On Palestinian-Israeli relations, poll findings show that support for a two-state solution remains almost the same as it was three months ago while support for a one-state solution, with equal rights for Jews and Palestinians, rises to about a third during the same period. Despite the increased level of approval for the one-state solution, two thirds of the public support the description of Israel is an apartheid state. Indeed, the public sees the publication of the report of Amnesty International on the subject as an indication of the beginning of a shift in Western public opinion in favor of the Palestinians, as previously happened in the case of South Africa.

The results also show an increase in support for confrontations and an armed uprising and a decrease in the belief in the effectiveness of negotiations. Finally, in this survey, we asked, for the first time, about the belief in a Qur'anic prophecy about the demise of Israel. We found that a vast majority actually believes that such prophesy does indeed exist in the Qur'an. However, the poll found that most of the public does not believe the assessment that 2022 is the precise year of Israel's demise. Even among religious people and the believers of the existence of this prophecy in the Qur'an, only a minority believes the assessment regarding a specific year.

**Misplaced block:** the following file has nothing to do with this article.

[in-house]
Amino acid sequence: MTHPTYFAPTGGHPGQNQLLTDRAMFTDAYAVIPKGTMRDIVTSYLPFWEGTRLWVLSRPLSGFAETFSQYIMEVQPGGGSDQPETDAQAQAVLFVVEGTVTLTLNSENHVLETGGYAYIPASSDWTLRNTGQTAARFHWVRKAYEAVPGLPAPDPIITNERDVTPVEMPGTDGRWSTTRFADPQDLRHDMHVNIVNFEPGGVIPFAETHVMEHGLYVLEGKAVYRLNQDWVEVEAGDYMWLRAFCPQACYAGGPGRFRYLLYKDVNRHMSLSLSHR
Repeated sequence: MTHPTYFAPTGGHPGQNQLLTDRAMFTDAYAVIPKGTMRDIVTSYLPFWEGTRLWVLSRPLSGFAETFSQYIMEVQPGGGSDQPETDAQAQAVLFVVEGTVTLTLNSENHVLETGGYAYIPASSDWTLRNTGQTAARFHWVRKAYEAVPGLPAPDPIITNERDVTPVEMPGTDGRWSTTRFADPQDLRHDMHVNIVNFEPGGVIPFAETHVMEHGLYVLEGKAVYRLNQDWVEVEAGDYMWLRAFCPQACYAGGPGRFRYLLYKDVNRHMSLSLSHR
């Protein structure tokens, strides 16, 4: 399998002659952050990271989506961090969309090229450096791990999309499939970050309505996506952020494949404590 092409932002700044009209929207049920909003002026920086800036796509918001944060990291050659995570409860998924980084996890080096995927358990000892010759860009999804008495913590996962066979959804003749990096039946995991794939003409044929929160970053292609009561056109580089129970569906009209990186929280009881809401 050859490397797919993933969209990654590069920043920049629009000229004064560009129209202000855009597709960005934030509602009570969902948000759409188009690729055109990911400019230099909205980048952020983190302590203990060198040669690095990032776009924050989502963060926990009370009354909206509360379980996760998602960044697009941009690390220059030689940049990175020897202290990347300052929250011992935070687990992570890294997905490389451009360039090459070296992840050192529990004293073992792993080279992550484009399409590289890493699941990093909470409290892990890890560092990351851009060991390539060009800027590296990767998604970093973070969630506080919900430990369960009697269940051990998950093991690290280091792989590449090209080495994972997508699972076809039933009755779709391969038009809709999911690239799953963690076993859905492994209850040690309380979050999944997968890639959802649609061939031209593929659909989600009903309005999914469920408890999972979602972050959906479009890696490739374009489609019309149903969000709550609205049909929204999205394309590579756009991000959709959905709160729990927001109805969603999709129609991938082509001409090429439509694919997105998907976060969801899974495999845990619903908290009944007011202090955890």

1) The war between Russia and Ukraine:

  • 43% blame Russia for starting the war; 40% blame Ukraine
  • 71% want the PA to stay neutral in the Russia-Ukraine conflict
  • 63% expect the war to lead to price increases
  • A majority of 57% thinks that Western countries have shown double standard when dealing with the Israeli occupation compared to that of the Russian occupation.

 

The largest percentage of the public (43%) blames Russia for starting the war with Ukraine while 40% blame Ukraine.  Putting the blame on Russia is higher in the West Bank (45%) compared to the Gaza Strip (41%), in villages (52%) compared to refugee camps and cities (30% and 43% respectively), among women (45%) compared to men (41%), among non-refugees (46%) compared to refugees (39%), among the religious (49%) compared to the unreligious and the somewhat religious (28% and 40% respectively), and among supporters of Fatah and Hamas (47% and 44% respectively) compared to supporters of third parties (36%).

An overwhelming majority (71%) wants the PA to stay neutral in the conflict in the Ukraine while 14% believe the PA should stand with Russia and 10% think it should stand with Ukraine.